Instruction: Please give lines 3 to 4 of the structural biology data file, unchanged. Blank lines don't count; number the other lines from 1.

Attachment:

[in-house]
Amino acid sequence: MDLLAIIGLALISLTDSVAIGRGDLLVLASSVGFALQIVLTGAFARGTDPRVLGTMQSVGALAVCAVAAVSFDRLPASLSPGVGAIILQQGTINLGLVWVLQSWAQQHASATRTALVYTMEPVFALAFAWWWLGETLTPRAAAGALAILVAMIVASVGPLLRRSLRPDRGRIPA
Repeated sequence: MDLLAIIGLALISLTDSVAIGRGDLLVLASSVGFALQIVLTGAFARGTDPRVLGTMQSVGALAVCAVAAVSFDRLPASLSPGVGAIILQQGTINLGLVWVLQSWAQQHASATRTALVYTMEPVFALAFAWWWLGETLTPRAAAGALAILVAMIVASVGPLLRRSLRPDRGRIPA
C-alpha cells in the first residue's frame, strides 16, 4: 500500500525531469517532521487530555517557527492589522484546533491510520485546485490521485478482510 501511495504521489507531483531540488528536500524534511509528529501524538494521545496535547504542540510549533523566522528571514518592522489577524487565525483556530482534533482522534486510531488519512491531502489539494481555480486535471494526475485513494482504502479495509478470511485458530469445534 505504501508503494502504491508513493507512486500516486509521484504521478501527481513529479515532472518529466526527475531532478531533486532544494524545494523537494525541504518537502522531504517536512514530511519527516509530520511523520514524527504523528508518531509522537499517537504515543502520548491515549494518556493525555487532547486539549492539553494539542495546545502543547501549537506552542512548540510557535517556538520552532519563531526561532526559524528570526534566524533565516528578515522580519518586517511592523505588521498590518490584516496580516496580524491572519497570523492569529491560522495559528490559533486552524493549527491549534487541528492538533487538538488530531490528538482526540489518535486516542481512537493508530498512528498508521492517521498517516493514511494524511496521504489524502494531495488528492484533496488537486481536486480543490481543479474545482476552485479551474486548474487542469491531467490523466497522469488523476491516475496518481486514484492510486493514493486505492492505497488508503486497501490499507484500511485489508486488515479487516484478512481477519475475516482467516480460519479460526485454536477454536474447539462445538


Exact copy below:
Repeated sequence: MDLLAIIGLALISLTDSVAIGRGDLLVLASSVGFALQIVLTGAFARGTDPRVLGTMQSVGALAVCAVAAVSFDRLPASLSPGVGAIILQQGTINLGLVWVLQSWAQQHASATRTALVYTMEPVFALAFAWWWLGETLTPRAAAGALAILVAMIVASVGPLLRRSLRPDRGRIPA
C-alpha cells in the first residue's frame, strides 16, 4: 500500500525531469517532521487530555517557527492589522484546533491510520485546485490521485478482510 501511495504521489507531483531540488528536500524534511509528529501524538494521545496535547504542540510549533523566522528571514518592522489577524487565525483556530482534533482522534486510531488519512491531502489539494481555480486535471494526475485513494482504502479495509478470511485458530469445534 505504501508503494502504491508513493507512486500516486509521484504521478501527481513529479515532472518529466526527475531532478531533486532544494524545494523537494525541504518537502522531504517536512514530511519527516509530520511523520514524527504523528508518531509522537499517537504515543502520548491515549494518556493525555487532547486539549492539553494539542495546545502543547501549537506552542512548540510557535517556538520552532519563531526561532526559524528570526534566524533565516528578515522580519518586517511592523505588521498590518490584516496580516496580524491572519497570523492569529491560522495559528490559533486552524493549527491549534487541528492538533487538538488530531490528538482526540489518535486516542481512537493508530498512528498508521492517521498517516493514511494524511496521504489524502494531495488528492484533496488537486481536486480543490481543479474545482476552485479551474486548474487542469491531467490523466497522469488523476491516475496518481486514484492510486493514493486505492492505497488508503486497501490499507484500511485489508486488515479487516484478512481477519475475516482467516480460519479460526485454536477454536474447539462445538